Author(s): Pustisek N, Situm M
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Abstract Apoptosis or programmed cell death is a key function in regulating skin development, homeostasis and tumorigenesis. The epidermis is exposed to various external stimuli and one of the most important is UV radiation. The UVA and UVB spectra differ in their biological effects and in their depth of penetration through the skin layers. UVB rays are absorbed directly by DNA which results in its damage. UVA can also cause DNA damage but primarily by the generation of reactive oxygen species. By eliminating photodamaged cells, apoptosis has an important function in the prevention of epidermal carcinogenesis. UV-induced apoptosis is a complex event involving different pathways. These include: 1. activation of the tumour suppressor gene p53; 2. triggering of cell death receptors directly by UV or by autocrine release of death ligands; 3. mitochondrial damage and cytochrome C release. The extrinsic pathway through death receptors such as fibroblast-associated, tumour necrosis factor receptor and TNF related apoptosis inducing ligand receptor activate caspase cascade. The intrinsic or mitochondrial pathway of apoptosis is regulated by the Bcl-2 family of proteins, anti-apoptotic (Bcl-2, Bcl-xl, Bcl-w) and the pro-apoptotic (Bax, Bak, Bid). The balance between the pro-apoptotic and anti-apoptotic proteins determines cell survival or death. We discuss recent findings in the molecular mechanisms of UV induced apoptosis.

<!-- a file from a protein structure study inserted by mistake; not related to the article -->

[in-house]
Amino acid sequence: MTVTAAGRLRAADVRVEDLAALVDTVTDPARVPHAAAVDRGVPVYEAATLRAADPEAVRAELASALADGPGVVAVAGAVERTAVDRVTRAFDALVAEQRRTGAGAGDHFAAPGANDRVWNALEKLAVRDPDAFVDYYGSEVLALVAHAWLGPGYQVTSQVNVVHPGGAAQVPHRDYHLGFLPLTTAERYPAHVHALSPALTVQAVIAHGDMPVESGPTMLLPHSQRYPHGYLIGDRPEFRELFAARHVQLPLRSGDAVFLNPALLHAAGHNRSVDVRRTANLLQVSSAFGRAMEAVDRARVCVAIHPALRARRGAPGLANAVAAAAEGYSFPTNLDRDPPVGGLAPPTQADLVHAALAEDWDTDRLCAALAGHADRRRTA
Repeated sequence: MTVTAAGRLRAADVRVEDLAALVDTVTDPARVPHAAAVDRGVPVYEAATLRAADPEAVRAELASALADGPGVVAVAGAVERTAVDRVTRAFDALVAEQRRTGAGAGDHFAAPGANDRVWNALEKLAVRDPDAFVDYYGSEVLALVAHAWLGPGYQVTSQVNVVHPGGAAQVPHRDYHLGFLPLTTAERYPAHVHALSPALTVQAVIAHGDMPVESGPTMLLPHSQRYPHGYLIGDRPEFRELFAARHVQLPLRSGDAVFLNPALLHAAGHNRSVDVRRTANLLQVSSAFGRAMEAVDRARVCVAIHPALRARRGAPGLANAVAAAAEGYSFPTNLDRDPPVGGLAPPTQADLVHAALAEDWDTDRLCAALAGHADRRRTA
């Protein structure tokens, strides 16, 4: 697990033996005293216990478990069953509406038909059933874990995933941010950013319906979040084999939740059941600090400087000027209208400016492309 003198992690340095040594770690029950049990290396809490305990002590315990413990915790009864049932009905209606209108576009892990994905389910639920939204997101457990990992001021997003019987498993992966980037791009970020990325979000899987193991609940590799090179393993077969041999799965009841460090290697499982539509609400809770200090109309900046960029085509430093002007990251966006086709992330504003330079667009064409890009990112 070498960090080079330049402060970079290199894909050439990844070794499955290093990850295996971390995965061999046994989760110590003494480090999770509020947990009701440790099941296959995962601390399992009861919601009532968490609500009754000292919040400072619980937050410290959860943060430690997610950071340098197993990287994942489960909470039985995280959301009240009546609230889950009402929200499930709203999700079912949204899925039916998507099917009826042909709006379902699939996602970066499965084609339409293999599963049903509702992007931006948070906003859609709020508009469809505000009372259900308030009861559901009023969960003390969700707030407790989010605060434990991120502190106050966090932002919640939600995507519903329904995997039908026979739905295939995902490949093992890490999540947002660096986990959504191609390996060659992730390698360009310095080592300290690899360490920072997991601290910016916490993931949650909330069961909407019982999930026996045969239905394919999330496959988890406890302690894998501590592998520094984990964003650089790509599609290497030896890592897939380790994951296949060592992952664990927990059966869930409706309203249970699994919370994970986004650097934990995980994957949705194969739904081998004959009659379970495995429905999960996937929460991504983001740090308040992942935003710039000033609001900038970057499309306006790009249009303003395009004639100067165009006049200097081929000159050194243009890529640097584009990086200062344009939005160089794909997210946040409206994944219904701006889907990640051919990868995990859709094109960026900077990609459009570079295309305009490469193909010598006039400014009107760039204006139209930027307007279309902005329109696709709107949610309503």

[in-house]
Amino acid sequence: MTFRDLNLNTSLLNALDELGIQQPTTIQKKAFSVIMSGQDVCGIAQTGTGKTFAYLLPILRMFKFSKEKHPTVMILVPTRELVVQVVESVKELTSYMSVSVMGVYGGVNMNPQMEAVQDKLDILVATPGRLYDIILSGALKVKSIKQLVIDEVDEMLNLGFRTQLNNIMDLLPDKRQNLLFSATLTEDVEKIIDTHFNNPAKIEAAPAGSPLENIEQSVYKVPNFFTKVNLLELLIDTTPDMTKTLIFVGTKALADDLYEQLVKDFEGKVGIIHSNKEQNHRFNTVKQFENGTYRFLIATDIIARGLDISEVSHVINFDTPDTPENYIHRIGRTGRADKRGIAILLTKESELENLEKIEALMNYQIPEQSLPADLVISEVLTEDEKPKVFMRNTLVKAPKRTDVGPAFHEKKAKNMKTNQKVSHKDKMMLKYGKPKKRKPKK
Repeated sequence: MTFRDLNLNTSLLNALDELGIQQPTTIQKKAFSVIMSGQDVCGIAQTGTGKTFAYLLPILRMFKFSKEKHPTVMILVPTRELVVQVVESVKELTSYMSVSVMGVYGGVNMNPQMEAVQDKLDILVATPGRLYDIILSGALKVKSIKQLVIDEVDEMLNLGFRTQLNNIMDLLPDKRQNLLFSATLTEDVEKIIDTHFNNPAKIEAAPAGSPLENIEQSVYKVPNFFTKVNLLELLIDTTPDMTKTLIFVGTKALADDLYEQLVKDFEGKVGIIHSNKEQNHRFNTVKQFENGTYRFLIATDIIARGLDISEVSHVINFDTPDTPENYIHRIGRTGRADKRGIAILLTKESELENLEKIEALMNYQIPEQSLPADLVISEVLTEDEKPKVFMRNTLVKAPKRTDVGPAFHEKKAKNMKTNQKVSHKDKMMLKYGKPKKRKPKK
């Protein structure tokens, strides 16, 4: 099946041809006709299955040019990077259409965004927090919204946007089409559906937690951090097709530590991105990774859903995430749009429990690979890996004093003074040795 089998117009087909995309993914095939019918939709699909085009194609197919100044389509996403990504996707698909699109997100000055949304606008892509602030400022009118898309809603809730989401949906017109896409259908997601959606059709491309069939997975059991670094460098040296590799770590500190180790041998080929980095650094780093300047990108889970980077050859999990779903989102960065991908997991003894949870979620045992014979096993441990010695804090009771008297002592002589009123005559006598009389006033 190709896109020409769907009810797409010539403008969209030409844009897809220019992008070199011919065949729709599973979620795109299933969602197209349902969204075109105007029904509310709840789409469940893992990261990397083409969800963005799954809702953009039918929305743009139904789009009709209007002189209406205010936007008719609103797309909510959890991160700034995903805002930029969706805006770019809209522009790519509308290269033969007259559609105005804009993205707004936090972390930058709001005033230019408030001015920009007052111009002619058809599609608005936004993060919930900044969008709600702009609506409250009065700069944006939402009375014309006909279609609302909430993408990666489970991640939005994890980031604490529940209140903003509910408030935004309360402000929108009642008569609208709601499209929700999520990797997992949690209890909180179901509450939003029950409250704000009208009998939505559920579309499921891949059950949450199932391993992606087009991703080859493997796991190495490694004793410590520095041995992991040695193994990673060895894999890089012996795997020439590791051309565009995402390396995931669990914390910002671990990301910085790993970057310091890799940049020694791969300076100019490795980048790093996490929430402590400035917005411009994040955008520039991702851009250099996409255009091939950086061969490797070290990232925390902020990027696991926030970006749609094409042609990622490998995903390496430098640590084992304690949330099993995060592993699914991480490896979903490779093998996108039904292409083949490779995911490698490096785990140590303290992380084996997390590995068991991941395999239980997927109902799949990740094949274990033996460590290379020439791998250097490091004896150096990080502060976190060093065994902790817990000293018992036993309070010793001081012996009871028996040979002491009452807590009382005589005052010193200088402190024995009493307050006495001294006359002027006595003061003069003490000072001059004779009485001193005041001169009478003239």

This article was published in Coll Antropol
and referenced in
- Hana Zelenkova
Therapy with immune modulators (cyclosporine A) in dermatology (focusing on psoriasis, atopic eczema, allergic vasculitis, and chronic urticaria)
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